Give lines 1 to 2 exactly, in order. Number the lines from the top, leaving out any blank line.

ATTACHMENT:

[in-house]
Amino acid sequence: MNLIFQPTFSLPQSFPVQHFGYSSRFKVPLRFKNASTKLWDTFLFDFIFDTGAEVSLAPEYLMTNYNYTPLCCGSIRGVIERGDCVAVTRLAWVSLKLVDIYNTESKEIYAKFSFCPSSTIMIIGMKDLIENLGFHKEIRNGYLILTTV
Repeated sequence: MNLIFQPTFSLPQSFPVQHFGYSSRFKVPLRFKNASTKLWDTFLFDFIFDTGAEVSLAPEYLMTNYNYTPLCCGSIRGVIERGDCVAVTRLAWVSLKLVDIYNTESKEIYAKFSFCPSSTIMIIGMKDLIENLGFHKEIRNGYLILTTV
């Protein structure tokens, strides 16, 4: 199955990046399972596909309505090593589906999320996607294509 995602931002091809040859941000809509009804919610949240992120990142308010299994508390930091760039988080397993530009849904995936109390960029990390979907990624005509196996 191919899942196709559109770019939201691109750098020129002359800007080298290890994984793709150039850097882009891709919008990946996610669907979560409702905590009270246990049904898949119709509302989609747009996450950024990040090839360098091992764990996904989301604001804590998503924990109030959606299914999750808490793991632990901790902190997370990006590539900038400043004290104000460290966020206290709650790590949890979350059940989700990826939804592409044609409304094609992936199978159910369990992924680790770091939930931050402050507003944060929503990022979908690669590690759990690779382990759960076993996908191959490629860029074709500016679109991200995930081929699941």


[in-house]
Amino acid sequence: MNLIFQPTFSLPQSFPVQHFGYSSRFKVPLRFKNASTKLWDTFLFDFIFDTGAEVSLAPEYLMTNYNYTPLCCGSIRGVIERGDCVAVTRLAWVSLKLVDIYNTESKEIYAKFSFCPSSTIMIIGMKDLIENLGFHKEIRNGYLILTTV